What is Positive Psychology, and how can it be implemented into my own life?
While this blog touches on several topics relating to the mind and well-being, I think it is very fitting to alter and repost this topic on “The Power of Positive Psychology.” This is mostly because the topic was one of my first posts, yet it may have been difficult for readers to get around to reading it. If you did, thank you for really diving deep into my blog! I hope that you continue to find the content interesting and applicable in positive ways into your own lives!
I also feel that this subject is broadly applicable to just about anything, whether that be enriching the relationships in your life or applying the theories to have a fulfilling vocation. Therefore, I would really like to reemphasize the content of this post, which I will continue to do for many of my earlier posts as well.
Marty Seligman, who continues to conduct his research at the University of Pennsylvania, is considered to be the “father of positive psychology.” The following paragraph is based on ideas of his thought-provoking and perspective changing book “Flourish,” (Seligman, 2011). His PERMA theory of well-being is central to the field of positive psychology. It is an acronym that stands for Positive Emotions, Engagement, Relationships, Meaning, and Achievement. It is important to note that these components of well-being suggest being well is more than just about the absence of things such as disease and negative emotions, which is what several medical models and historical theories of psychology tend to focus more on. These mentioned components of PERMA theory are also critical to address and nurture in one’s own life in order to promote flourishing. In my experiences, I intentionally relate practically everything I do back into this theory in order to find meaning in the activities I do, and I can tell you firsthand that it has worked very well in my own journey towards well-being.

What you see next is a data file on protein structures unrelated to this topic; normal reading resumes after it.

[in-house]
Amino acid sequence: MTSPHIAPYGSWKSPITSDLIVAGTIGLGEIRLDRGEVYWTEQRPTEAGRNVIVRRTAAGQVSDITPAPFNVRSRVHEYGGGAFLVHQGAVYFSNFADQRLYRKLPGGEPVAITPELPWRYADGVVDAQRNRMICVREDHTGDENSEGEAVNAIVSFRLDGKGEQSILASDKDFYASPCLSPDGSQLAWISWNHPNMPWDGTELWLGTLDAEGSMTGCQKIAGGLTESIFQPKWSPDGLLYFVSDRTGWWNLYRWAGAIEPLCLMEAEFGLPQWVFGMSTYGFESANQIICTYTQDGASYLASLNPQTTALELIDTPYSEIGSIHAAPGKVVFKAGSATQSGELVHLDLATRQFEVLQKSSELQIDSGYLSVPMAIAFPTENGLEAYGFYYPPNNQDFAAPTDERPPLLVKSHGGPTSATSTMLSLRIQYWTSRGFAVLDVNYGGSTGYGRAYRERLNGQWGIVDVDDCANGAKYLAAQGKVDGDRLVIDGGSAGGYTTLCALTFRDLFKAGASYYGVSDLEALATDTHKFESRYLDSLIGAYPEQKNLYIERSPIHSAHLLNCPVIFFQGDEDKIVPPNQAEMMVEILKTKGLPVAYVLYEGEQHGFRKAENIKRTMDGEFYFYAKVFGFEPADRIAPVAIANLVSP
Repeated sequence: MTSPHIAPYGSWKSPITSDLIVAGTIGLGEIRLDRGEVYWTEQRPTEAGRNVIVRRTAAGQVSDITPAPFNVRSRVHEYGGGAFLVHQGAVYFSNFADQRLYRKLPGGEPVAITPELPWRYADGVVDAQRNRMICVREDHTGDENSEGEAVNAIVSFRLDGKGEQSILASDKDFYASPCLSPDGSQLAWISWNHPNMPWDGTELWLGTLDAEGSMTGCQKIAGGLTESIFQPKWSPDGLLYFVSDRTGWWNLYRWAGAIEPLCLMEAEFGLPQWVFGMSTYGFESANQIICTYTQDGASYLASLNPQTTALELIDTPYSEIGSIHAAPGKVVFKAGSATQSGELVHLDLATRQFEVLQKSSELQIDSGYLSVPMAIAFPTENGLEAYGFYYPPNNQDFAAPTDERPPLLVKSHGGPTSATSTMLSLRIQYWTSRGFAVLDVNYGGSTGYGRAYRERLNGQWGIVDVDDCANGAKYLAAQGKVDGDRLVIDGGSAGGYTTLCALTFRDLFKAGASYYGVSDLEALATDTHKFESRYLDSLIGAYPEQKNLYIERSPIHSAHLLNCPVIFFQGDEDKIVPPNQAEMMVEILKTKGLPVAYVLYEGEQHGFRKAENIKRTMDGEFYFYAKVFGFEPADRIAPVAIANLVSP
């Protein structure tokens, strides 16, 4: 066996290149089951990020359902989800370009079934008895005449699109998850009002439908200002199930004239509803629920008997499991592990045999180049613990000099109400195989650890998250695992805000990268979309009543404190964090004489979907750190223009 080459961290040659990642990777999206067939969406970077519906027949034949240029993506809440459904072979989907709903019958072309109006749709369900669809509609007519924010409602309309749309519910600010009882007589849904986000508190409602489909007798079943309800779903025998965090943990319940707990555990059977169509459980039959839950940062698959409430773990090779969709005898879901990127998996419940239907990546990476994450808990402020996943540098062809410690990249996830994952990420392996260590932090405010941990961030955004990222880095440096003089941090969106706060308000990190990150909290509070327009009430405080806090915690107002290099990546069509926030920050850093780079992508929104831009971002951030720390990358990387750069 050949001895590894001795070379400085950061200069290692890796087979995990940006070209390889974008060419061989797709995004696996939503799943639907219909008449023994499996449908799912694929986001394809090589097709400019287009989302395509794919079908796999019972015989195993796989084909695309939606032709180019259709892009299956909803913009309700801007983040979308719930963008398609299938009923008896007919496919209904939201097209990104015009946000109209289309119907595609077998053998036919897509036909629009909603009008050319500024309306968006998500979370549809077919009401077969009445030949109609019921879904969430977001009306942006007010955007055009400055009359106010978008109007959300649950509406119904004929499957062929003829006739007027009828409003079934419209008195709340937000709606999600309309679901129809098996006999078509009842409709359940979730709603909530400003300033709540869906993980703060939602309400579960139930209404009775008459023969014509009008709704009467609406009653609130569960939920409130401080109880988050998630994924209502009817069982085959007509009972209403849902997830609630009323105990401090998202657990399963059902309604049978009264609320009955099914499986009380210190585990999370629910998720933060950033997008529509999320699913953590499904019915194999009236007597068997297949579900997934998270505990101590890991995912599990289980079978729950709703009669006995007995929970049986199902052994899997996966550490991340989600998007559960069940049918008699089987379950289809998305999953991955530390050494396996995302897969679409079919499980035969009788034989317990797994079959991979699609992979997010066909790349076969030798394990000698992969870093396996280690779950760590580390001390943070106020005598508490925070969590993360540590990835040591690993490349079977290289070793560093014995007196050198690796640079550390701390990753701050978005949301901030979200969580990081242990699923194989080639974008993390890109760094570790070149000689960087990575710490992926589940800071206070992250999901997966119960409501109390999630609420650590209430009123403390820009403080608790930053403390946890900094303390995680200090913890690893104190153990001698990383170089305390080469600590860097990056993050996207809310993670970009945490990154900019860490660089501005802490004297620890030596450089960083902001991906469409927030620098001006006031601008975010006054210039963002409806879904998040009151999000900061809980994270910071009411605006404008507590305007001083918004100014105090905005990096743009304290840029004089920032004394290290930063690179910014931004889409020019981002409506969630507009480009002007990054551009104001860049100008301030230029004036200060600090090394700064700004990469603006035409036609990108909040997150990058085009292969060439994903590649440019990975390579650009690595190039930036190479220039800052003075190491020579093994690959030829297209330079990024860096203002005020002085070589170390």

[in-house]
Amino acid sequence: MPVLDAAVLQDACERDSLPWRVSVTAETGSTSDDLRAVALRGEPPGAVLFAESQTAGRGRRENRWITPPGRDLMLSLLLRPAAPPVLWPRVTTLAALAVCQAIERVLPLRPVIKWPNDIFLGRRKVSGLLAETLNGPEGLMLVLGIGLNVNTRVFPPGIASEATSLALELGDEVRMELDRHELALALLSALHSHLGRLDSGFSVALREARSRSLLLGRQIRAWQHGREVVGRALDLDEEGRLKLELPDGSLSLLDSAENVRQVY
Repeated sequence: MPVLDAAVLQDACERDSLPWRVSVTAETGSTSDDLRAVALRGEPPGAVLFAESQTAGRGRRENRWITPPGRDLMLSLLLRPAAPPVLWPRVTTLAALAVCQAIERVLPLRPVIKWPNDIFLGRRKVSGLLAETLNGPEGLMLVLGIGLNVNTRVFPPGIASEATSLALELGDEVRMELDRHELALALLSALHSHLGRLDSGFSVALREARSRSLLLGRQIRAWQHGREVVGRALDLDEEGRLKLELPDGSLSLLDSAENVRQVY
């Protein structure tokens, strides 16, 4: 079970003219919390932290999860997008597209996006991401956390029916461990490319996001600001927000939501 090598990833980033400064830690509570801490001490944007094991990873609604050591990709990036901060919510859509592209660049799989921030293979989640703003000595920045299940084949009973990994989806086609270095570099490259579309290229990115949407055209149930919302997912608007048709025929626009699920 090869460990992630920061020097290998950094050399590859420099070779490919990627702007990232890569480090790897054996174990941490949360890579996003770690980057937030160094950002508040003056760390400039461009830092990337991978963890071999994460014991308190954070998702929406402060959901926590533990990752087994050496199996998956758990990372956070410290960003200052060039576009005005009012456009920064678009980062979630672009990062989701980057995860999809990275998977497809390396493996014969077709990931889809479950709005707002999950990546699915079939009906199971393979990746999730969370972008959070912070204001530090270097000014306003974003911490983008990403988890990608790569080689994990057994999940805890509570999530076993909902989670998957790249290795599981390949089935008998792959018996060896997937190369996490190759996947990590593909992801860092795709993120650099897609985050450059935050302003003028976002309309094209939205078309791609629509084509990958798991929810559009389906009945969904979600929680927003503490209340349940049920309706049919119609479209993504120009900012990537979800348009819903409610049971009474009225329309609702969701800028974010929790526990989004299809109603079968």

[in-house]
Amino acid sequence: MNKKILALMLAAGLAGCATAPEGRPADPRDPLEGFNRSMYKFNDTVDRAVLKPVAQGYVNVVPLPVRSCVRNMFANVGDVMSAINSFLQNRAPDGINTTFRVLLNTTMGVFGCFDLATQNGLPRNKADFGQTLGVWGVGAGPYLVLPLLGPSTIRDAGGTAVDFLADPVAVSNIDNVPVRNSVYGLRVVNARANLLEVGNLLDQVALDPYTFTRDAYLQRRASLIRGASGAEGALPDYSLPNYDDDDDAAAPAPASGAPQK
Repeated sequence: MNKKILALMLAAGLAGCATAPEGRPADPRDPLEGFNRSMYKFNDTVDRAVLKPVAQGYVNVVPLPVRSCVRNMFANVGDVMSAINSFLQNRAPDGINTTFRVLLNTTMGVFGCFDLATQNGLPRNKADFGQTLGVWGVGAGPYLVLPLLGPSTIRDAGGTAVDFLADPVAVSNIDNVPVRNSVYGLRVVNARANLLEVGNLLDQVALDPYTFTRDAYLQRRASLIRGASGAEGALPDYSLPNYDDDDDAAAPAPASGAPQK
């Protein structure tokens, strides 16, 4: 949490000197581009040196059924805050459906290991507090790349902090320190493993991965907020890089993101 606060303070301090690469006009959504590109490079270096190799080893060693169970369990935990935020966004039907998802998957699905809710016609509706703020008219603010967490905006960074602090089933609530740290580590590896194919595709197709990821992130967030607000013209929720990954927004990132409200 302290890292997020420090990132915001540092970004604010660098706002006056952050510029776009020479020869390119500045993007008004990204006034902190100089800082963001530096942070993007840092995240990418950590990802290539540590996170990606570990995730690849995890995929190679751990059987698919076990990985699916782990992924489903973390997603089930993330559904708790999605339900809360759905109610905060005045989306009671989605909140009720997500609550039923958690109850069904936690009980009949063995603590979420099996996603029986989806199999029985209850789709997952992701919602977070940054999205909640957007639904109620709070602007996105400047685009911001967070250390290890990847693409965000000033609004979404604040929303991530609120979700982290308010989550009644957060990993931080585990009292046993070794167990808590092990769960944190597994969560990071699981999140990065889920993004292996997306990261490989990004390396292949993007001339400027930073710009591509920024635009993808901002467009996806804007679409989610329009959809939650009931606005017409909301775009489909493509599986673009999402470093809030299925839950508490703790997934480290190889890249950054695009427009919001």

Take this blog, for instance. It could be very easy for me to not find value in what I am writing. It is very common for bloggers to give up altogether because of an unclear purpose when they start. With this theory in mind, however, I am easily able to find value in writing this. While I would be ecstatic to expose as many people as I can to the topics I find fascinating in order to help them achieve a better sense of well-being, I also find meaning in doing this blog for its own sake, and documenting the thoughts that are in my head nearly all the time. Therefore, to directly apply his theory, I find a strong sense of meaning in doing this blog, and also feel a strong sense of achievement when I post. I also find strong value in the relationships I’ve built with many of you. I engage to the best of my ability in each post, and hope to continue experiencing positive emotions of peace, joy, contentment, gratitude, and several others during my experience blogging. Throughout my posts, I try to consider Seligman’s PERMA theory in everything that I cover, which inspires me to continue posting. I look forward to continuing this journey with all of you, and if anyone would like to reach out to me and ask questions, feel free to comment below or email me at email@example.com. I look forward to your questions and contributions, and I hope that you are all doing well!
Also, check out this link for information directly from an original source on PERMA theory: